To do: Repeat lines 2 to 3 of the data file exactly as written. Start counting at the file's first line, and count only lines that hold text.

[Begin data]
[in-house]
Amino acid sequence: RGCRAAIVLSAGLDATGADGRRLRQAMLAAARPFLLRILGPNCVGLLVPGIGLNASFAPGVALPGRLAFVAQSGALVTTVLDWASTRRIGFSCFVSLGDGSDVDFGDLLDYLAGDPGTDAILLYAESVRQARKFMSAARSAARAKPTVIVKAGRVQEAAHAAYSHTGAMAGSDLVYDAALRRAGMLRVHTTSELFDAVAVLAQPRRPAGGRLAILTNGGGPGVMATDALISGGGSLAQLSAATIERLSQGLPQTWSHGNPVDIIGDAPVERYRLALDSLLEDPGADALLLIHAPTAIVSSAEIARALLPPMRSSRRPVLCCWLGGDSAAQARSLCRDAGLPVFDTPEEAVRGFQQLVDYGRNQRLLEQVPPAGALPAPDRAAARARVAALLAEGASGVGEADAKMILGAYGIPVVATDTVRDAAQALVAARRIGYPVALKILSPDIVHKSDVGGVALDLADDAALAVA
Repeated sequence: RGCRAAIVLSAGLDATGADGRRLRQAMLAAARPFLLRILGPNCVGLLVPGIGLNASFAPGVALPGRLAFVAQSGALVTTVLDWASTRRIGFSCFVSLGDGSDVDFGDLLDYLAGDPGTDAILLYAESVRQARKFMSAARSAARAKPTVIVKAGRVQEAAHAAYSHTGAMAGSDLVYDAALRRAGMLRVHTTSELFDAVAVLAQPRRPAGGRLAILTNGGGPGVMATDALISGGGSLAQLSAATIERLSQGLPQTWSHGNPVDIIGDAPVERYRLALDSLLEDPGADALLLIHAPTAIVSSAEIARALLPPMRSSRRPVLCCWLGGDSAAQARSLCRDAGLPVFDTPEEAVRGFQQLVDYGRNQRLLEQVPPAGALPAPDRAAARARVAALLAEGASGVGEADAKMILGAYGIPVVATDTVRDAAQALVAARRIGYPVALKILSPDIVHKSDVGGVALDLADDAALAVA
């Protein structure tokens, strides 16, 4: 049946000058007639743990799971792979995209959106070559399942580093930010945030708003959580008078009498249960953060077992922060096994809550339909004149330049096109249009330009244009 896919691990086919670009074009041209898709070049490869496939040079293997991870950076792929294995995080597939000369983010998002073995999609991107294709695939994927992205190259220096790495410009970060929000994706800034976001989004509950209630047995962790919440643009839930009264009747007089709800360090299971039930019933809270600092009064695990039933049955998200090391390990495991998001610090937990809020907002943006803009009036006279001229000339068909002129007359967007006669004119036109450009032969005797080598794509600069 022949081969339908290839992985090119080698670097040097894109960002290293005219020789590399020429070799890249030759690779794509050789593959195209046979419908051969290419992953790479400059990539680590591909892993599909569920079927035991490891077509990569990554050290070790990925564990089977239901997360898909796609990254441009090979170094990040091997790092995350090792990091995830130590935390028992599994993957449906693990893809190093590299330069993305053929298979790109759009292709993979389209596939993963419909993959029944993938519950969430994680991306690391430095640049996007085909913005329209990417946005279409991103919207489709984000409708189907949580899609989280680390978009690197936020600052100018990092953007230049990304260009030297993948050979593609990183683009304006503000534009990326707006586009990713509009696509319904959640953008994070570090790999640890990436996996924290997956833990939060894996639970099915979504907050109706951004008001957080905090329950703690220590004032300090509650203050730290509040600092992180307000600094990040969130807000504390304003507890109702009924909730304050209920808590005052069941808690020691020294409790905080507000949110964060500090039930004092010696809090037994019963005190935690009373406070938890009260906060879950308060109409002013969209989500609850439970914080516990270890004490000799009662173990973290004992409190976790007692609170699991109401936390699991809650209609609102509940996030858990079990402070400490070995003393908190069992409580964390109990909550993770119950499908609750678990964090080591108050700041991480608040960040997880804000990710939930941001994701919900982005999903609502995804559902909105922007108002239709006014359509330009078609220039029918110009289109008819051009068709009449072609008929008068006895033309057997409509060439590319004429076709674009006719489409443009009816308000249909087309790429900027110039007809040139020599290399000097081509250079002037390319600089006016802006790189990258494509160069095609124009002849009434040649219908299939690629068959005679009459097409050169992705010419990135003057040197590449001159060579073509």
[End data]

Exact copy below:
Amino acid sequence: RGCRAAIVLSAGLDATGADGRRLRQAMLAAARPFLLRILGPNCVGLLVPGIGLNASFAPGVALPGRLAFVAQSGALVTTVLDWASTRRIGFSCFVSLGDGSDVDFGDLLDYLAGDPGTDAILLYAESVRQARKFMSAARSAARAKPTVIVKAGRVQEAAHAAYSHTGAMAGSDLVYDAALRRAGMLRVHTTSELFDAVAVLAQPRRPAGGRLAILTNGGGPGVMATDALISGGGSLAQLSAATIERLSQGLPQTWSHGNPVDIIGDAPVERYRLALDSLLEDPGADALLLIHAPTAIVSSAEIARALLPPMRSSRRPVLCCWLGGDSAAQARSLCRDAGLPVFDTPEEAVRGFQQLVDYGRNQRLLEQVPPAGALPAPDRAAARARVAALLAEGASGVGEADAKMILGAYGIPVVATDTVRDAAQALVAARRIGYPVALKILSPDIVHKSDVGGVALDLADDAALAVA
Repeated sequence: RGCRAAIVLSAGLDATGADGRRLRQAMLAAARPFLLRILGPNCVGLLVPGIGLNASFAPGVALPGRLAFVAQSGALVTTVLDWASTRRIGFSCFVSLGDGSDVDFGDLLDYLAGDPGTDAILLYAESVRQARKFMSAARSAARAKPTVIVKAGRVQEAAHAAYSHTGAMAGSDLVYDAALRRAGMLRVHTTSELFDAVAVLAQPRRPAGGRLAILTNGGGPGVMATDALISGGGSLAQLSAATIERLSQGLPQTWSHGNPVDIIGDAPVERYRLALDSLLEDPGADALLLIHAPTAIVSSAEIARALLPPMRSSRRPVLCCWLGGDSAAQARSLCRDAGLPVFDTPEEAVRGFQQLVDYGRNQRLLEQVPPAGALPAPDRAAARARVAALLAEGASGVGEADAKMILGAYGIPVVATDTVRDAAQALVAARRIGYPVALKILSPDIVHKSDVGGVALDLADDAALAVA